The tale of John Barleycorn

Pixabay, free to use (CCO)

Whilst listening to some 70’s era music – the time when music demanded competence – I came across a track by Traffic. I listened and remembered hearing it many years ago and that it was hippie nonsense. I carried on listening in order to confirm my prejudices when it struck me what an incredible track it really was.

This bloke called John Barleycorn had really upset somebody. A group of people decided to kill him. He underwent numerous attacks but survived, barely, but was finally murdered in the most horrific way and soon after, those responsible drank heartily and celebrated.
This felt like a window had just been opened and, being the nosy bugger I am, I had to learn more such as what on earth had this bloke done?

Further research shows evidence of this or at least a version of this, being sung in the late 1500s. OK, now we are getting somewhere, it was an English folk song reminding us that things could get a bit gruesome in those days and a time when nobody could blame video games or television.
Continued looking shows that Robbie Burns published a poem, possibly very closely tied to the original in 1782.
This is an excerpt of that poem which underlines the hardships that John Barleycorn endured.

There was three kings into the east,
Three kings both great and high,
And they hae sworn a solemn oath
John Barleycorn should die.

They took a plough and plough’d him down,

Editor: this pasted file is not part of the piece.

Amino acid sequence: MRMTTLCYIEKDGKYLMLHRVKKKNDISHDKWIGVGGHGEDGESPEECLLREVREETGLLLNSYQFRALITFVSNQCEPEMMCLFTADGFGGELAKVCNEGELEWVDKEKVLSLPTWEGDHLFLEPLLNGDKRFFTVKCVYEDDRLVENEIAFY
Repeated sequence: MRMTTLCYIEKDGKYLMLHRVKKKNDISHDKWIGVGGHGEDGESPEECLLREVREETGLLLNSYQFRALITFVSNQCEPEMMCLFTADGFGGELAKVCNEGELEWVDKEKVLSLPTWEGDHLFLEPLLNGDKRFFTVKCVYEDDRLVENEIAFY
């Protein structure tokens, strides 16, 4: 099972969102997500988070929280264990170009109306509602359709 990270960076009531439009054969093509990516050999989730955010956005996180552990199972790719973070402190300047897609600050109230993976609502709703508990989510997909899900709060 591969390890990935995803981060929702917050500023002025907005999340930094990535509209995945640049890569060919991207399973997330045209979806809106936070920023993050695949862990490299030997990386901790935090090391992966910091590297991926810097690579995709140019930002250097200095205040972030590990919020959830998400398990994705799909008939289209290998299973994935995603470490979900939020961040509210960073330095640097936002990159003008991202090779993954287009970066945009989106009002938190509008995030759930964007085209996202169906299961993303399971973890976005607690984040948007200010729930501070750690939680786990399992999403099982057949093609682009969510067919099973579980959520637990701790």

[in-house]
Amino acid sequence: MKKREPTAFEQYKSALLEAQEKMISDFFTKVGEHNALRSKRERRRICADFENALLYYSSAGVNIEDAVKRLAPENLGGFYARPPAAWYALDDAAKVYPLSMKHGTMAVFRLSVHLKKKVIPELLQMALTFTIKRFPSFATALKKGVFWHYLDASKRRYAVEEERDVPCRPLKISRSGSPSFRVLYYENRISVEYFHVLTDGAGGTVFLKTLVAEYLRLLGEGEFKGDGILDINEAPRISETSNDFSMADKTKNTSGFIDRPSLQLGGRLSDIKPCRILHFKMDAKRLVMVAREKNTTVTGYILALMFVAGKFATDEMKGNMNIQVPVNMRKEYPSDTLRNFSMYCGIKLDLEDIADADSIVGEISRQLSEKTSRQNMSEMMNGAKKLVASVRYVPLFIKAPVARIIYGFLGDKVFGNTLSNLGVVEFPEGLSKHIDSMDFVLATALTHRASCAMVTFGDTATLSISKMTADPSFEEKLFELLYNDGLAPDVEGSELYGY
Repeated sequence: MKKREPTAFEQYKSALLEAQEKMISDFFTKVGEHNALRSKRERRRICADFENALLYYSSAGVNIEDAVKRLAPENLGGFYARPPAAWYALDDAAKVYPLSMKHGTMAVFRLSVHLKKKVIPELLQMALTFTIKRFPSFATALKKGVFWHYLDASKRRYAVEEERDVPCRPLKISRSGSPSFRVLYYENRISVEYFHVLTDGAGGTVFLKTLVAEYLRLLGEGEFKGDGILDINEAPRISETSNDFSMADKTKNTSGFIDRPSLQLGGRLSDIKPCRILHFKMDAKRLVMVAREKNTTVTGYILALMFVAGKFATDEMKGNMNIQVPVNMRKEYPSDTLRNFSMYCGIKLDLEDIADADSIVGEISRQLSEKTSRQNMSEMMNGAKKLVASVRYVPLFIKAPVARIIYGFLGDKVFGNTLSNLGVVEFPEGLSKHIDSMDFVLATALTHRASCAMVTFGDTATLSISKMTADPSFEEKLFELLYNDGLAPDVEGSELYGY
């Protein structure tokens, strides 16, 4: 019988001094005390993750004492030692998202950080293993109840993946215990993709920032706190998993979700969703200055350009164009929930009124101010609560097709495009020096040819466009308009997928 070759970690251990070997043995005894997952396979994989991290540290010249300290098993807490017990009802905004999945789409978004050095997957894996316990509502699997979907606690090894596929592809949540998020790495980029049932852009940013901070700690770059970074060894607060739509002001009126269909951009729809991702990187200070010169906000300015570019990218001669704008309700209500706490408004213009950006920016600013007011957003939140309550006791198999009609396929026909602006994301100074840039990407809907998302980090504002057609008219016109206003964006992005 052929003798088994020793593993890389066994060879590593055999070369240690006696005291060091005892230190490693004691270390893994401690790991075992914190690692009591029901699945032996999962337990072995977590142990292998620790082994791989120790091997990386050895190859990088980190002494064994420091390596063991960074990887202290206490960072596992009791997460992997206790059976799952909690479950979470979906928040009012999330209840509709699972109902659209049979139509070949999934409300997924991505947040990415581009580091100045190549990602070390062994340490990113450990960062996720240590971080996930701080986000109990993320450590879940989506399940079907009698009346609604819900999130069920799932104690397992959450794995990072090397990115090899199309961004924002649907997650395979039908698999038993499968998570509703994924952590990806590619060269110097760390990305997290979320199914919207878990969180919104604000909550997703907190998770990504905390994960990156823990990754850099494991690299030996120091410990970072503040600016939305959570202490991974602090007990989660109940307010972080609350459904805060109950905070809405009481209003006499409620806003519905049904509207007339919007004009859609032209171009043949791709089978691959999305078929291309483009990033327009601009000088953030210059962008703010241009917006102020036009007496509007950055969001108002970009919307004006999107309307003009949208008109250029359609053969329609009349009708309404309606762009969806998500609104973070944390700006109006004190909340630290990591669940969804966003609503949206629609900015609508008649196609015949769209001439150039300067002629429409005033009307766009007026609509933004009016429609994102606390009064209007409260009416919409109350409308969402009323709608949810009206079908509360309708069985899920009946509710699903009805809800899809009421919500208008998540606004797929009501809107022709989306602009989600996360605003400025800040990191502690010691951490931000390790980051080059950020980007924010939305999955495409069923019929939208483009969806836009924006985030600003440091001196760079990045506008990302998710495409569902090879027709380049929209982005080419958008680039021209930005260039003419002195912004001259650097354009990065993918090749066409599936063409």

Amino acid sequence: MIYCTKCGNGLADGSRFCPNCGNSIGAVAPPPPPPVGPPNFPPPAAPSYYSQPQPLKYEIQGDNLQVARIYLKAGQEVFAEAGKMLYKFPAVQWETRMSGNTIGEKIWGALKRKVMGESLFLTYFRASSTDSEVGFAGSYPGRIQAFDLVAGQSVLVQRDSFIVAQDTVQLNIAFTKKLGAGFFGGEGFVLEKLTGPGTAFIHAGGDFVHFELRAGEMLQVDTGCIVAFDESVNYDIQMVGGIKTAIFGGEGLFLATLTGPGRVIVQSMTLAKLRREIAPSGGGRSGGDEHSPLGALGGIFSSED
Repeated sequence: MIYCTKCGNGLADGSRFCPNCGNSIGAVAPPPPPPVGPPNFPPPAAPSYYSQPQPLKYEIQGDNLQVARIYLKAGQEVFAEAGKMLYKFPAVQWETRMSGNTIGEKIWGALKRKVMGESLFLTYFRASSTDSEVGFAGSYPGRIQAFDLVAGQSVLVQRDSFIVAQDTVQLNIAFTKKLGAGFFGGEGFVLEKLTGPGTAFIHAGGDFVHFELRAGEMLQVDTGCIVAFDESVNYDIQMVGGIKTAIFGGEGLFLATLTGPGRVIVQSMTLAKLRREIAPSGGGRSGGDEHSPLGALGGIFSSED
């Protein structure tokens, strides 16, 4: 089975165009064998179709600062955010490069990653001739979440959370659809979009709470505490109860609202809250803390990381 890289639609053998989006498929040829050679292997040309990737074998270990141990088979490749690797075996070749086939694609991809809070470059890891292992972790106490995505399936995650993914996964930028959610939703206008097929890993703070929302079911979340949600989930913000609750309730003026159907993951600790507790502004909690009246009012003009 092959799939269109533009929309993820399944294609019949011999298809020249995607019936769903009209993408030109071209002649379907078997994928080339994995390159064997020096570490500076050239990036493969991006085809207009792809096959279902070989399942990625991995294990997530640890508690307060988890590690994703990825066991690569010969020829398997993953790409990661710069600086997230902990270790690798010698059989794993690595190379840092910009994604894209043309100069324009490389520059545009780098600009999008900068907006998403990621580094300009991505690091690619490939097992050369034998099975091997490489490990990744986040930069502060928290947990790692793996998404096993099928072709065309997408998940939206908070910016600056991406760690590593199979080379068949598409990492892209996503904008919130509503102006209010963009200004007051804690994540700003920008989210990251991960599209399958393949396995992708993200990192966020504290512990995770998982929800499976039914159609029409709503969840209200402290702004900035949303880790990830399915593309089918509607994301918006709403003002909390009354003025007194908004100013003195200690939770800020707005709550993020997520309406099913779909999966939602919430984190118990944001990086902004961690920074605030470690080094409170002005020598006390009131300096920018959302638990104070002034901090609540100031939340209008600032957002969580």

Put clods upon his head,
And they hae sworn a solemn oath
John Barleycorn was dead.

But the chearful Spring came kindly on,
And show’rs began to fall;
John Barleycorn got up again,
And sore surpris’d them all.

The sultry suns of Summer came,
And he grew thick and strong,
His head weel arm’d wi’ pointed spears,
That no one should him wrong.

The sober Autumn enter’d mild,
When he grew wan and pale;
His bending joints and drooping head
Show’d he began to fail.

His colour sicken’d more and more,
He faded into age;
And then his enemies began
To show their deadly rage.

They’ve taen a weapon, long and sharp,
And cut him by the knee;
Then ty’d him fast upon a cart,
Like a rogue for forgerie.

They laid him down upon his back,
And cudgell’d him full sore;
They hung him up before the storm,
And turn’d him o’er and o’er.

They filled up a darksome pit
With water to the brim;
They heaved in John Barleycorn,
There let him sink or swim.

They laid him out upon the floor,
To work him farther woe;
And still, as signs of life appear’d,
They toss’d him to and fro.

They wasted, o’er a scorching flame,
The marrow of his bones;
But a miller us’d him worst of all,
For he crush’d him between two stones.

And they hae taen his very heart’s blood,
And drank it round and round;
And still the more and more they drank,
Their joy did more abound.

Like a Hollywood tough guy, he kept coming back for more where, only towards the end was he finally defeated.
This was no person. The whole song, poem or ballad is a reference to the crop cycle and specifically that of barley.
Last season’s crop is cut down and the new crop is planted with ‘clods upon his head’. He got up again as the barley began to grow and he grew thick and strong over the Summer.
He grew pale during Autumn and his ‘enemies’ cut him down with weapons ‘long and sharp’ or scythes as we would call them. Dragged off on a cart, he was cudgelled which represents threshing.
He then undergoes two different punishments.
In the first, he is drowned in ‘darksome’ barrels where whisky is produced.
In the second, he is crushed between two stones – flour is being milled for bread.
Finally, his very blood is drunk – whisky again – “and the more they drank, their joy did more abound”.

Poor old John Barleycorn.

© RatCatcher 2022